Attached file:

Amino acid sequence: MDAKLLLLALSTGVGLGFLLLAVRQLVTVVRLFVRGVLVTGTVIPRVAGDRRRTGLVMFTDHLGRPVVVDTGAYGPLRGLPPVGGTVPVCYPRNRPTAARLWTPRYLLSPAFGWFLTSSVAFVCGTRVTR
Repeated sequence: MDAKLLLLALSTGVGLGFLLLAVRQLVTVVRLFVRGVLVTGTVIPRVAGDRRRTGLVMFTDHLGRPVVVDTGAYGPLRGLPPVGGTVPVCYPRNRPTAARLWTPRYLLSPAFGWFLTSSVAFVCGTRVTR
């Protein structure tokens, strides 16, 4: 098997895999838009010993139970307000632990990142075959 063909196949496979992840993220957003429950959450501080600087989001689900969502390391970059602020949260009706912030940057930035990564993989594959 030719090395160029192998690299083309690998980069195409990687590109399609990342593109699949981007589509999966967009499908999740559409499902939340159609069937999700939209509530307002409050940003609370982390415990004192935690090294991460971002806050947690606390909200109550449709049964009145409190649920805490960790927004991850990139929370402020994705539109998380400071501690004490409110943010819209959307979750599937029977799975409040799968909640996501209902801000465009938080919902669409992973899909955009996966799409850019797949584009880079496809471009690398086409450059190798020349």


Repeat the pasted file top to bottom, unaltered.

Amino acid sequence: MDAKLLLLALSTGVGLGFLLLAVRQLVTVVRLFVRGVLVTGTVIPRVAGDRRRTGLVMFTDHLGRPVVVDTGAYGPLRGLPPVGGTVPVCYPRNRPTAARLWTPRYLLSPAFGWFLTSSVAFVCGTRVTR
Repeated sequence: MDAKLLLLALSTGVGLGFLLLAVRQLVTVVRLFVRGVLVTGTVIPRVAGDRRRTGLVMFTDHLGRPVVVDTGAYGPLRGLPPVGGTVPVCYPRNRPTAARLWTPRYLLSPAFGWFLTSSVAFVCGTRVTR
């Protein structure tokens, strides 16, 4: 098997895999838009010993139970307000632990990142075959 063909196949496979992840993220957003429950959450501080600087989001689900969502390391970059602020949260009706912030940057930035990564993989594959 030719090395160029192998690299083309690998980069195409990687590109399609990342593109699949981007589509999966967009499908999740559409499902939340159609069937999700939209509530307002409050940003609370982390415990004192935690090294991460971002806050947690606390909200109550449709049964009145409190649920805490960790927004991850990139929370402020994705539109998380400071501690004490409110943010819209959307979750599937029977799975409040799968909640996501209902801000465009938080919902669409992973899909955009996966799409850019797949584009880079496809471009690398086409450059190798020349």